NATIONS find it infinitely more difficult to get out of wars and military occupations than to get into them. The British stayed in Palestine trying to bring political reconciliation for years after it was clear that nobody wanted to reconcile. The French clung on to Algeria long after it became hopeless. It took the Americans five years to clear their troops out of Vietnam after they had decided to throw in the towel.
Today, President Bush clings to David Petraeus as if the general were the administration's rabbit foot. "Buying time for Iraqis to reconcile," was the way Petraeus originally described his mission, and according to that measure there has been no progress at all.
Statistics on levels of violence have been as messaged as was the intelligence on weapons of mass destruction before Iraq was invaded. Bush says Anbar Province is "one of the safest places in Iraq," while others say that it is the second most dangerous place for Americans after Baghdad.
As soldier-scholar Andrew Bacevich has written: "the cult of David Petraeus exists not because the general has figured out the war, but because hiding behind the general allows the Bush administration to postpone the day when it must reckon with the consequences of its abject failure in Iraq."
Congress isn't quite where it was in 1968 when General William Westmoreland stood before it asking for more troops to throw into the Vietnam War. This Congress has neither the will nor the votes to bring America's war in Iraq to a close.
So we will proceed with September's ritualistic reports, debates, and congressional testimonies, and the war will drag on. General Petraeus and America's ambassador to Baghdad, Ryan Crocker, serve the administration and would have to be superhuman to stick their arms into what Bush biographer Robert Draper has called "the fiercely whirring gears of Team Bush's institutionalized optimism." Yes, a few troops will be brought home, either as passengers to be thrown off the back of the sled to the antiwar wolves, or, because as Army Chief of Staff, General George Casey has said, "the tempo of our deployments are not sustainable." That's military speak for saying the Army risks being broken in Iraq if we don't let up.
As the oft-stated goal of Iraqi national reconciliation continues to falter, the administration finds other ways to sustain optimism. The flavor of the month is the tribes of Anbar Province who have turned against Al Qaeda in Mesopotamia - a good development, to be sure, but hardly the harbinger of a pacified, united Iraq. Does anyone believe that these US-supplied arms will not be used against the predominantly Shia government when the time comes?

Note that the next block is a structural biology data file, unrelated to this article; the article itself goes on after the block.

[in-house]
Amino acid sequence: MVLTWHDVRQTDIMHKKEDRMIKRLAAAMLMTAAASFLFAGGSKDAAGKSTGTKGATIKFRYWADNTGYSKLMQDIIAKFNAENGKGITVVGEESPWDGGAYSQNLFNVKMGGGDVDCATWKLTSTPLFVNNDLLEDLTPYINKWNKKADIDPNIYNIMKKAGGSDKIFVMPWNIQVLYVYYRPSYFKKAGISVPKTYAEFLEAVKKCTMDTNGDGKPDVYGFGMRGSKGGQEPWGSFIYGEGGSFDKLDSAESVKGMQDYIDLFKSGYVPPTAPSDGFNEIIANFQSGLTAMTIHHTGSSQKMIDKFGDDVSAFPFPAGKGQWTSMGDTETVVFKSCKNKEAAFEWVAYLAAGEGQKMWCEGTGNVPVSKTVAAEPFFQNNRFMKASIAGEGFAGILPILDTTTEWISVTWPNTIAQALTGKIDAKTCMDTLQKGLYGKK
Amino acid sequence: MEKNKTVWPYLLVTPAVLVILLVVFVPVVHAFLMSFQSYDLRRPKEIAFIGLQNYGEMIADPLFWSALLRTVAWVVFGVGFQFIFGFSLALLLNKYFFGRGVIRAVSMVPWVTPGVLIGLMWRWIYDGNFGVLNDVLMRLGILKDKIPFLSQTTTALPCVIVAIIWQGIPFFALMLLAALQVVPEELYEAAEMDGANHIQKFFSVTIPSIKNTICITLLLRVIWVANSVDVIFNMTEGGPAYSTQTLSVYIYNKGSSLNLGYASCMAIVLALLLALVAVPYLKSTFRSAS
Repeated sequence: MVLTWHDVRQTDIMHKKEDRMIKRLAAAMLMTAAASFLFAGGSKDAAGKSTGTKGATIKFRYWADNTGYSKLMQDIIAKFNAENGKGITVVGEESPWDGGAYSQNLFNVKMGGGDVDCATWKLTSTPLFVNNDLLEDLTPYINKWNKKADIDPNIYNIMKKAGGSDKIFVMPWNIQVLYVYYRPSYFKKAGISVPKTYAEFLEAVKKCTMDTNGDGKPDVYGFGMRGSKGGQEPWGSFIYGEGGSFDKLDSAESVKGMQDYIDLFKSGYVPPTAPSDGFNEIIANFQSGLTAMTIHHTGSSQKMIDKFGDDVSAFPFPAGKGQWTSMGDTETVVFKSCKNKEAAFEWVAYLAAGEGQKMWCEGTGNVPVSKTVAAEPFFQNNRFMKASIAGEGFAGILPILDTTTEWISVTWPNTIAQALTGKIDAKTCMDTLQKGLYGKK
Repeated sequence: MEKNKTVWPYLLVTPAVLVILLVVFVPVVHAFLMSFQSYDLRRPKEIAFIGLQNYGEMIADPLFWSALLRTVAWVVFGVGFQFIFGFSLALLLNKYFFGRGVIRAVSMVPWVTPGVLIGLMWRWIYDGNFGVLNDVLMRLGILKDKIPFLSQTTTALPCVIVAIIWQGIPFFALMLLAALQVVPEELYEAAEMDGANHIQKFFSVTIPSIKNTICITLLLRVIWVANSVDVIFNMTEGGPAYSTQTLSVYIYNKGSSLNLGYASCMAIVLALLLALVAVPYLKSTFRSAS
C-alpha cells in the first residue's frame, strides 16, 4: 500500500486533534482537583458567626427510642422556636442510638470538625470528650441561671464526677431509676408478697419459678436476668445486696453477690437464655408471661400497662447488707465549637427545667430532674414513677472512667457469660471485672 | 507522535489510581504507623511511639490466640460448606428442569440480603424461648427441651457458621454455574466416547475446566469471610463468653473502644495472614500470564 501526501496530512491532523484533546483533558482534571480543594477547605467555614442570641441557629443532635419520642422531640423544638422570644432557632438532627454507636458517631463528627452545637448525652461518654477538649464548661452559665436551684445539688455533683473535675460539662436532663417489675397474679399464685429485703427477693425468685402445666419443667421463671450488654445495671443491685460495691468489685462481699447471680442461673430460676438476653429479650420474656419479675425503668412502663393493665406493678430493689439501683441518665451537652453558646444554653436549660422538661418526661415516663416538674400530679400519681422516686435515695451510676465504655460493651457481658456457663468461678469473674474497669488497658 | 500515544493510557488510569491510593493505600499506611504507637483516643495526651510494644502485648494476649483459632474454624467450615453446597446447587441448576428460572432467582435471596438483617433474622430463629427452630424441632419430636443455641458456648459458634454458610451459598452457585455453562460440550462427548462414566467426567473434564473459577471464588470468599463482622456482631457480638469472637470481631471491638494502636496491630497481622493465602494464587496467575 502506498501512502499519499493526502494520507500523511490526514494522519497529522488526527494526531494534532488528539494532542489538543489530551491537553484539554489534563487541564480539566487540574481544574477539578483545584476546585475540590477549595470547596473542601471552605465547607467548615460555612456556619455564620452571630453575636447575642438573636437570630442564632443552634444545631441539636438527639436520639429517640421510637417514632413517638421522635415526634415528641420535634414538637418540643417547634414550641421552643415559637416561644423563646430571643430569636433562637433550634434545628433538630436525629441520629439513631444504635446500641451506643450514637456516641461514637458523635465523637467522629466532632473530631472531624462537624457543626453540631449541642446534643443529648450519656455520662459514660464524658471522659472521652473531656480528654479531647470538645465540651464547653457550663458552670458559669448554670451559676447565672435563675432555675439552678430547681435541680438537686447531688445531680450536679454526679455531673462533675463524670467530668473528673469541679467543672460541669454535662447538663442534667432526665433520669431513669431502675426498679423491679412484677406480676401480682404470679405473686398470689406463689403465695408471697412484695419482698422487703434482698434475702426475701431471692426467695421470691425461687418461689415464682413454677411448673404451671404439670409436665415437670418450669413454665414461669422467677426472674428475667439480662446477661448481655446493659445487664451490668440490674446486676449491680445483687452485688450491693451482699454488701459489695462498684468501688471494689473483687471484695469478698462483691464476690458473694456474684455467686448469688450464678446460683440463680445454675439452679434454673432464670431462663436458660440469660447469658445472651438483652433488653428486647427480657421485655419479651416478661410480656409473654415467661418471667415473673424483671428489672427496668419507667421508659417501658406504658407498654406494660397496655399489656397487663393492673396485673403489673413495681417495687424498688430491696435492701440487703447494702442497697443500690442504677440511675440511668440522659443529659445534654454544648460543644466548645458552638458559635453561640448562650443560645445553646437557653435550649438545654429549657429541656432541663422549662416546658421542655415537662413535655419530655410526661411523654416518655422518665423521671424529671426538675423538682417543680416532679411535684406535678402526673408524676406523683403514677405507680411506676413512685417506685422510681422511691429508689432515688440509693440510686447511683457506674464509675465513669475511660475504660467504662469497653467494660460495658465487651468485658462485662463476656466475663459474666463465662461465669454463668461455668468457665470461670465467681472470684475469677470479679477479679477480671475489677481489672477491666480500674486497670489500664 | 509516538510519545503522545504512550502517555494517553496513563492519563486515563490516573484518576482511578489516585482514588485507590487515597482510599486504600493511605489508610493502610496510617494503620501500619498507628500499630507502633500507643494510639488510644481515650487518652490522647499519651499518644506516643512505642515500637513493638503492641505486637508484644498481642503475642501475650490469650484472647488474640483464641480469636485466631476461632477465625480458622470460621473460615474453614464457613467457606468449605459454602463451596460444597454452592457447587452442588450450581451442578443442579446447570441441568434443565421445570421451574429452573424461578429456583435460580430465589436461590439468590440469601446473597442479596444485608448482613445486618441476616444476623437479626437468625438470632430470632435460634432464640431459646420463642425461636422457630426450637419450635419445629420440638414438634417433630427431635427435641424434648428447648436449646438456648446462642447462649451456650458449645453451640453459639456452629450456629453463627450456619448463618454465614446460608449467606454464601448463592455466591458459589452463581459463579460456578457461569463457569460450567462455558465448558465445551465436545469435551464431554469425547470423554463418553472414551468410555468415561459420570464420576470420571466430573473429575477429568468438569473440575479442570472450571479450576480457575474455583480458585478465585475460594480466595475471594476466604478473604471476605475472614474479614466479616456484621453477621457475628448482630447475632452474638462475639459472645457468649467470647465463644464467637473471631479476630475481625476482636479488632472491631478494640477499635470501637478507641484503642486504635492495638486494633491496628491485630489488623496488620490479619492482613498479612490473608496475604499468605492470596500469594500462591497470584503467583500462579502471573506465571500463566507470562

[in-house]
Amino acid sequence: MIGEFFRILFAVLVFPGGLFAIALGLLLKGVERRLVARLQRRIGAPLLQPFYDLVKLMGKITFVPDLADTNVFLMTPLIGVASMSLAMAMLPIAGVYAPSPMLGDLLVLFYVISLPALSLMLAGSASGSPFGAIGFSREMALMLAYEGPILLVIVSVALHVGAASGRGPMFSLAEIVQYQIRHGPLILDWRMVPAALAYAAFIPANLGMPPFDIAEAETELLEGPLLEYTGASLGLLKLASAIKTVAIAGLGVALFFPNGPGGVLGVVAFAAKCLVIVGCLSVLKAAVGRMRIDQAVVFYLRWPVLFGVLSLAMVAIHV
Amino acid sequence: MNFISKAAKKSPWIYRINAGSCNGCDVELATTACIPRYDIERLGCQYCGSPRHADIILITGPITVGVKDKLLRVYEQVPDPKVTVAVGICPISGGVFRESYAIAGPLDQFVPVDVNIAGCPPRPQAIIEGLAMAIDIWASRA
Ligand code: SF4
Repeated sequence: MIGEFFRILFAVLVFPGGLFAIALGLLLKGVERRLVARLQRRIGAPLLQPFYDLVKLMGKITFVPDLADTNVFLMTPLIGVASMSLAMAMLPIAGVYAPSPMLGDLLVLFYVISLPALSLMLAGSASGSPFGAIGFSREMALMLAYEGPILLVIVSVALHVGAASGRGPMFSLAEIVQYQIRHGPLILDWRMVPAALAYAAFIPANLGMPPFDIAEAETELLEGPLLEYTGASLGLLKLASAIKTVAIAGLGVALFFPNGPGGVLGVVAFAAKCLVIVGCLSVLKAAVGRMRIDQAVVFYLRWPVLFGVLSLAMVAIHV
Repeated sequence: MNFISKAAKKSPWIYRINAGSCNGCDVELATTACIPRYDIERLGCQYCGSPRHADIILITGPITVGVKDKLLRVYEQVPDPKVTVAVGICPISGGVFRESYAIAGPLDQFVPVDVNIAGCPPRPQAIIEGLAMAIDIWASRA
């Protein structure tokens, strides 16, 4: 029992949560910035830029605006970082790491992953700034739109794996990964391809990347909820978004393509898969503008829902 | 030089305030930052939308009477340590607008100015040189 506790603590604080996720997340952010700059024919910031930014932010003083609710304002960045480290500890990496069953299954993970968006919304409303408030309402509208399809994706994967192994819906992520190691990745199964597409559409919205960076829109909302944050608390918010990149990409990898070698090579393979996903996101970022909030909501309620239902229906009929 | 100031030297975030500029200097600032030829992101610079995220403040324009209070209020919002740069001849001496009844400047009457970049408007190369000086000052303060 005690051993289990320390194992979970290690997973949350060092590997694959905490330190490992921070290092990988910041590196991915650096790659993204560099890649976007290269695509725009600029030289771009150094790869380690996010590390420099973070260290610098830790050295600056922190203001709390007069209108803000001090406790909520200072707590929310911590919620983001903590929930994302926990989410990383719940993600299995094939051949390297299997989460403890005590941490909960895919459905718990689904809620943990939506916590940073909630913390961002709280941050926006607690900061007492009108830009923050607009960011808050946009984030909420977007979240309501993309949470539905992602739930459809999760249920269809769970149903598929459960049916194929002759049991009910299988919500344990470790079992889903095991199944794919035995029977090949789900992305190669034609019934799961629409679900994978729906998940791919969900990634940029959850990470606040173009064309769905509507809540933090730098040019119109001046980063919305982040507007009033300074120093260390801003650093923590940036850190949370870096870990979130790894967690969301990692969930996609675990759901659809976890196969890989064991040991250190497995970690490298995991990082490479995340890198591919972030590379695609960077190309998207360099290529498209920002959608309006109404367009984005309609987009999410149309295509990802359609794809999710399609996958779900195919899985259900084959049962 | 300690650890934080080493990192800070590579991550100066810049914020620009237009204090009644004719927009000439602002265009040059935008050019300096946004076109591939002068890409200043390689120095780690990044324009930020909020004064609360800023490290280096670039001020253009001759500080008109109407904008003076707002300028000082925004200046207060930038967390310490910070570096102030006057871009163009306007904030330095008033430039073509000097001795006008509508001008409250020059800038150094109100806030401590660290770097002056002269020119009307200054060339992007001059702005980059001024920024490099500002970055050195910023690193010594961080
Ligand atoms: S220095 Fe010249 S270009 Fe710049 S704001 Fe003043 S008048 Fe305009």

Mistaking a marriage of convenience for true love, President Bush pathetically said of the tribal chiefs after his lightning visit to Anbar: "They were profuse in their praise for America."
Meanwhile, Iraq's population - often the best educated and talented - continues to hemorrhage into neighboring countries. The desert people will one day equal the boat people of the Vietnam exodus both in numbers and personal tragedies.
The administration rails against Iran, as if Iranian interference were the cause of its failures. If Iraqi Shiite militias are using Iranian weapons, as Americans keep insisting, the help that Sunni insurgents are getting from our Arab friends seldom seems to find its way into Bush's speeches.
In truth, the mountain of arms that American forces failed to secure when they invaded could keep the insurgency going forever. The Government Accountability Office reported that 110 Kalashnikovs that we gave to Iraqi security forces went missing. It was Petraeus himself who made the decision to give weapons to Iraqis without a formal tracking system. "We made the decision to arm guys who wanted to fight for their country," Petraeus said. Maybe so, but their version of fighting for their country might not coincide with the general's. Many of the Iraqis he trained defected to the insurgents.
Gertrude Bell, that formidable English woman who had as much to do with the formation of modern Iraq after World War I as anybody, once wrote: "Political Union is a conception unfamiliar to a society which is still highly colored by its tribal origins and maintains in its midst so many strongly disruptive elements of tribal organization." She was writing about pan-Arab unity, and she tried to overcome her own misgivings when it came to Iraq. But her words echo down the decades.
H.D.S. Greenway's column appears regularly in the Globe.